Marking the 140th anniversary of the birth of George Bain and the launch of a website dedicated to the artist’s work, Groam House Museum presents a series of virtual events celebrating Bain’s work and influence. 

An artist and educator with a passion for sharing Celtic art, Bain continues to inspire countless artists and craftspeople to this day. His instruction manuals are still in print as Celtic Art: The Methods of Construction. A new website dedicated to Bain allows access to the extraordinary range of art, artefacts and objects designed by Bain. The website also invites artists and craftspeople from around the world to showcase their work and join an online creative community dedicated to Celtic art and craft. 

Groam House Museum has invited members of the Celtic art community to discuss how George Bain inspires ad influences – offering a unique insight into their own art and craft practices. 

The George Bain Collection held by Groam House Museum includes sketches, hand-drawn plates for his books, designs for craftwork and craftwork itself – carpets, leatherwork, woodwork, embroideries, ceramics. It is a Recognised Collection of National Significance to Scotland.

This project and the creation of the George Bain Collection website has been made possible by the generous support of Museum Galleries Scotland.



Celebrating Celtic Interlace –
creating drawings from scratch
Sunday 19 September, 4 pm

Find out how to draw interlace patterns with Celtic art designer Marjory Tait. You’ll master the basics of interlacing strands and transforming the result into your own artwork. It’ll be step-by-step, starting with a blank sheet of paper, and just needs a steady hand.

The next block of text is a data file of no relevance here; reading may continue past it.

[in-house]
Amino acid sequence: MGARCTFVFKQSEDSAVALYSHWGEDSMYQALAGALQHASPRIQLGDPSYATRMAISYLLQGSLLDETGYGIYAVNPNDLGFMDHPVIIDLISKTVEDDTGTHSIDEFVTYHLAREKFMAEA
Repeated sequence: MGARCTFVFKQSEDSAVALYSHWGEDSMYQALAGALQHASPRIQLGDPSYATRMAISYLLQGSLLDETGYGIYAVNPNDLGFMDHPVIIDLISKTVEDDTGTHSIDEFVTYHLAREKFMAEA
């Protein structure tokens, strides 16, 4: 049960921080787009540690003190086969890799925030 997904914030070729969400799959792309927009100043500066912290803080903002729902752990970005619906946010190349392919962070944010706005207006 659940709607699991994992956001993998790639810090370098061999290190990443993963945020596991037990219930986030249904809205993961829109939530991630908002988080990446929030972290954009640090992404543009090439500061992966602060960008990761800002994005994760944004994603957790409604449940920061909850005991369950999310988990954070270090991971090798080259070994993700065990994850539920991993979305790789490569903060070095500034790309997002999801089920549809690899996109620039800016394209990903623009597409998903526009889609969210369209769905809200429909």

Watch the video, follow the expert, start to create your artwork, and then join the live Q&A session on Sunday 19th September at 4 pm.

Signing up for a free ArtTicket will activate a link to Marjory’s training video. Take a look. All you’ll need is paper, pencils, a rubber, crayons or pens or felt-tip markers.  Then join us to ask questions, share your first attempts, and find out how to do more.

Marj is hugely proud of her Highland heritage and roots, and feels that draws her towards ornamental art forms developed by both ancient and modern Celts. Living on the family croft above Loch Ness, she spends much of her time in nature, observing plants and animals in their natural habitat. Marj’s graphic illustrations are inspired by both the local flora and fauna, where she recreates them through her own Celtic Art, with a contemporary twist.

Share your Celtic creation on Instagram using the hashtag #GeorgeBainInspires
Inspired by Celtic Art – Virtual Studio Tours
22 September 2021, 7.30pm 

Join us over two sessions as we take a look at the work of international artists and craftspeople inspired by the work of George Bain. Gain insight into their creative process we join them in virtual visits to their studios, followed by a live Q&A with the opportunity to ask our artists about their work.